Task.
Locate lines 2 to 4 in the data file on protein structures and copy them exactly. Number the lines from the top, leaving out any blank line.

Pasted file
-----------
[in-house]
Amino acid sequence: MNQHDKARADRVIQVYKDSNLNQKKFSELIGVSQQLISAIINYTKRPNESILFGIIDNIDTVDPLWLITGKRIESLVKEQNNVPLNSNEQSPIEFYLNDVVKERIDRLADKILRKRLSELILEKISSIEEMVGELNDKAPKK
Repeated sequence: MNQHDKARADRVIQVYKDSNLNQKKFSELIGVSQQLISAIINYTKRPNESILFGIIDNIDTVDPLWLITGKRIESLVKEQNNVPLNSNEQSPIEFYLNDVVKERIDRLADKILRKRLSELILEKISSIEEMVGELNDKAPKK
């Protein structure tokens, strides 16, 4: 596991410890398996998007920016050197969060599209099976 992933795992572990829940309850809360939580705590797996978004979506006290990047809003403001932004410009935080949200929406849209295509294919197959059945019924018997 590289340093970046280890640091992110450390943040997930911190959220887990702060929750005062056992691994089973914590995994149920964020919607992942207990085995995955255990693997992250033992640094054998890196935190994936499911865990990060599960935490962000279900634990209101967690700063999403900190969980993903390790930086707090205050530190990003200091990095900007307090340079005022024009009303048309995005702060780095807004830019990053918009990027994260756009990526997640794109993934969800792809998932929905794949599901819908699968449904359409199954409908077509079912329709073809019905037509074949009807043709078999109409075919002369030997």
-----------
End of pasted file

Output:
Amino acid sequence: MNQHDKARADRVIQVYKDSNLNQKKFSELIGVSQQLISAIINYTKRPNESILFGIIDNIDTVDPLWLITGKRIESLVKEQNNVPLNSNEQSPIEFYLNDVVKERIDRLADKILRKRLSELILEKISSIEEMVGELNDKAPKK
Repeated sequence: MNQHDKARADRVIQVYKDSNLNQKKFSELIGVSQQLISAIINYTKRPNESILFGIIDNIDTVDPLWLITGKRIESLVKEQNNVPLNSNEQSPIEFYLNDVVKERIDRLADKILRKRLSELILEKISSIEEMVGELNDKAPKK
């Protein structure tokens, strides 16, 4: 596991410890398996998007920016050197969060599209099976 992933795992572990829940309850809360939580705590797996978004979506006290990047809003403001932004410009935080949200929406849209295509294919197959059945019924018997 590289340093970046280890640091992110450390943040997930911190959220887990702060929750005062056992691994089973914590995994149920964020919607992942207990085995995955255990693997992250033992640094054998890196935190994936499911865990990060599960935490962000279900634990209101967690700063999403900190969980993903390790930086707090205050530190990003200091990095900007307090340079005022024009009303048309995005702060780095807004830019990053918009990027994260756009990526997640794109993934969800792809998932929905794949599901819908699968449904359409199954409908077509079912329709073809019905037509074949009807043709078999109409075919002369030997």